The prevalence of diabetes is on the rise, not just in Canada, but worldwide. It has reached
epidemic proportions, affecting 422 million adults across the globe. The rates in Canada
alone have almost doubled over the past decade and are expected to climb even higher if
the trend continues. Despite this fact, millions more don’t even know they have the condition
or are living with pre-diabetes, which puts them at a greater risk of developing it down the
road. It’s time to hit the breaks on this train and make a change on a global scale. Read on
to learn what you can start doing today to reduce your risk, because in many cases
diabetes (type II primarily) is largely preventable.
Cut out the sugar
One of the single most important things that you can do for your health is to pay attention to
the food that you are eating. This means that reading labels is a must. Refined or “added”
sugars, found largely in sodas, breads, sweets, and processed foods cause rapid spikes in
blood glucose levels, which overtime can contribute to weight gain and insulin resistance.
When planning your meals aim for the slower digesting “complex” type of carbohydrates,
which are found primarily in vegetables, fruits, legumes, and whole grains. Always pair your
carbs with a protein and healthy fat to help lower the overall glycemic load of the meal. For
example, instead of plain toast for breakfast, combine it with an egg and some avocado.
Struggling with sugar cravings? Try a dose of L-glutamine, an important amino acid that can
help the brain fight the urge for those pesky sweets.
Type II diabetes is very much a lifestyle disease, which means that proper diet and exercise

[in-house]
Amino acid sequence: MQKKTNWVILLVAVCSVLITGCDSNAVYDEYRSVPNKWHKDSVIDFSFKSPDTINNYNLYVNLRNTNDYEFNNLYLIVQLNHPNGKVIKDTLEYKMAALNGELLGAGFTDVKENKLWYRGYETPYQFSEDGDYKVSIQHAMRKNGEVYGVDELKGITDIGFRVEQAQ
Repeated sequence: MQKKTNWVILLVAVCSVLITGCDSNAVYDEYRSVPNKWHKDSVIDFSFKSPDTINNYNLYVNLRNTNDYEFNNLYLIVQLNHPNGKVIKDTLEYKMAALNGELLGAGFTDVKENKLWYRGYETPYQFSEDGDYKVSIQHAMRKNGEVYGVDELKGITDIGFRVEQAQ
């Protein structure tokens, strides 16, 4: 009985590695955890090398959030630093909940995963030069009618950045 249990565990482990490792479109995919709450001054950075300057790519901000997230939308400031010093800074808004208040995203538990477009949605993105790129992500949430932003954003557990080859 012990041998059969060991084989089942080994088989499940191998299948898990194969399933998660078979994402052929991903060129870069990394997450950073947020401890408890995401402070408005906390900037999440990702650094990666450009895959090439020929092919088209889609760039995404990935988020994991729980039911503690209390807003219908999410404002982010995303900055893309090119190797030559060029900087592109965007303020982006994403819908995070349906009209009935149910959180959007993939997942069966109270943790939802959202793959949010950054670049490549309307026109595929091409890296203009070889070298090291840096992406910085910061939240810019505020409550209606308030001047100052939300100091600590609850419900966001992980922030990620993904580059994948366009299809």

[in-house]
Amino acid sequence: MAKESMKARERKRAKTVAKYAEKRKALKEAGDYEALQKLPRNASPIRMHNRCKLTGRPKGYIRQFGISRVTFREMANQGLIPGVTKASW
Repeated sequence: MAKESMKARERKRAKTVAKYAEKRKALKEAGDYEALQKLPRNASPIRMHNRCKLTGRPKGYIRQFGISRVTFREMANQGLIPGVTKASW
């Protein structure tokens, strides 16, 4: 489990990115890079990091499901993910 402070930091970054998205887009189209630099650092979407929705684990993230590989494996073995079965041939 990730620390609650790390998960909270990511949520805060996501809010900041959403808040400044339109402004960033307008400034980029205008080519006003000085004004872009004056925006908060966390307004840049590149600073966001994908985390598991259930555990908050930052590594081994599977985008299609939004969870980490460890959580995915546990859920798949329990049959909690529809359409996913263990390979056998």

are key for both prevention and treatment. It is recommended that patients get a minimum
of 30 minutes of moderate intensity exercise 5 days a week. A simple way to gauge your
intensity is through the “talk test” – exercise should be intense enough that it is slightly
difficult to carry on a conversation. This is not only great for keeping your blood sugar levels
in check but it also helps to improve your body’s sensitivity to insulin, aid with weight loss,
and protect against cardiovascular disease.
Spice it up
Believe it or not but your own kitchen cupboard may contain items that can effectively aid in
diabetes prevention. One of the most studied is cinnamon, which has been found to
significantly reduce blood sugar, triglyceride, and LDL (bad) cholesterol levels in diabetics. It
is important to note that cinnamon comes in two major varieties called Cassia or Ceylon.
Opt for the more expensive Ceylon variety, as the Cassia type contains coumarin, a
compound that can be toxic to the liver in high doses. Turmeric, the famous bright orange
spice, also plays a role in the prevention and progression of diabetes, as it contains a
compound called curcumin that acts to sensitize the body to insulin and reduce
Correct for deficiencies
Several studies suggest that type II diabetics are often deficient in minerals, including
chromium, selenium, zinc and magnesium. Each of these plays an important role in blood
sugar regulation so it is important to ensure that you are obtaining enough on a daily basis.
Speak to your doctor to determine if supplementation is right for you, or up your intake by
consuming a diet rich in green leafy veggies, meat, seafood, beans, nuts, seeds, and whole